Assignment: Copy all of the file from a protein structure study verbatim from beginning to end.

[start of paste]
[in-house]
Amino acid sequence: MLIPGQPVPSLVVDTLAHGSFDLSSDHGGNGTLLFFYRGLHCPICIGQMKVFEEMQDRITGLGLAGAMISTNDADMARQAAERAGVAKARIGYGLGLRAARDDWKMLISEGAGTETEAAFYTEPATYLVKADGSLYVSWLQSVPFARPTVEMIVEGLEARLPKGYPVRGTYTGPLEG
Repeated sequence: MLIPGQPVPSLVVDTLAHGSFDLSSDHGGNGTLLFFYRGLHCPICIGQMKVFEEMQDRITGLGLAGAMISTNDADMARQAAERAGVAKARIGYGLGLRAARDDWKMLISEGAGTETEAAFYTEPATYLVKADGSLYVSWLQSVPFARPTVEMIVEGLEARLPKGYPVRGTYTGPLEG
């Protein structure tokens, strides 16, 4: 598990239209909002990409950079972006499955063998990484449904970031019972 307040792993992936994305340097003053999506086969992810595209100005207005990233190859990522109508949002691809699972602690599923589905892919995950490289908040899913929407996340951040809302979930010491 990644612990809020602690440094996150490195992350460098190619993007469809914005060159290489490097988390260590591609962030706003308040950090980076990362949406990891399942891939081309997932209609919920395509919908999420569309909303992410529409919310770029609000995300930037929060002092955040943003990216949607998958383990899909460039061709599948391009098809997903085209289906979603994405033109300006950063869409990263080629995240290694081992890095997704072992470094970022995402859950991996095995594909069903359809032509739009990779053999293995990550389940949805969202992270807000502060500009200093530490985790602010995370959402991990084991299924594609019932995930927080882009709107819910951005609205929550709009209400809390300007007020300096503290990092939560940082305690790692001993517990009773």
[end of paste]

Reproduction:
[in-house]
Amino acid sequence: MLIPGQPVPSLVVDTLAHGSFDLSSDHGGNGTLLFFYRGLHCPICIGQMKVFEEMQDRITGLGLAGAMISTNDADMARQAAERAGVAKARIGYGLGLRAARDDWKMLISEGAGTETEAAFYTEPATYLVKADGSLYVSWLQSVPFARPTVEMIVEGLEARLPKGYPVRGTYTGPLEG
Repeated sequence: MLIPGQPVPSLVVDTLAHGSFDLSSDHGGNGTLLFFYRGLHCPICIGQMKVFEEMQDRITGLGLAGAMISTNDADMARQAAERAGVAKARIGYGLGLRAARDDWKMLISEGAGTETEAAFYTEPATYLVKADGSLYVSWLQSVPFARPTVEMIVEGLEARLPKGYPVRGTYTGPLEG
């Protein structure tokens, strides 16, 4: 598990239209909002990409950079972006499955063998990484449904970031019972 307040792993992936994305340097003053999506086969992810595209100005207005990233190859990522109508949002691809699972602690599923589905892919995950490289908040899913929407996340951040809302979930010491 990644612990809020602690440094996150490195992350460098190619993007469809914005060159290489490097988390260590591609962030706003308040950090980076990362949406990891399942891939081309997932209609919920395509919908999420569309909303992410529409919310770029609000995300930037929060002092955040943003990216949607998958383990899909460039061709599948391009098809997903085209289906979603994405033109300006950063869409990263080629995240290694081992890095997704072992470094970022995402859950991996095995594909069903359809032509739009990779053999293995990550389940949805969202992270807000502060500009200093530490985790602010995370959402991990084991299924594609019932995930927080882009709107819910951005609205929550709009209400809390300007007020300096503290990092939560940082305690790692001993517990009773």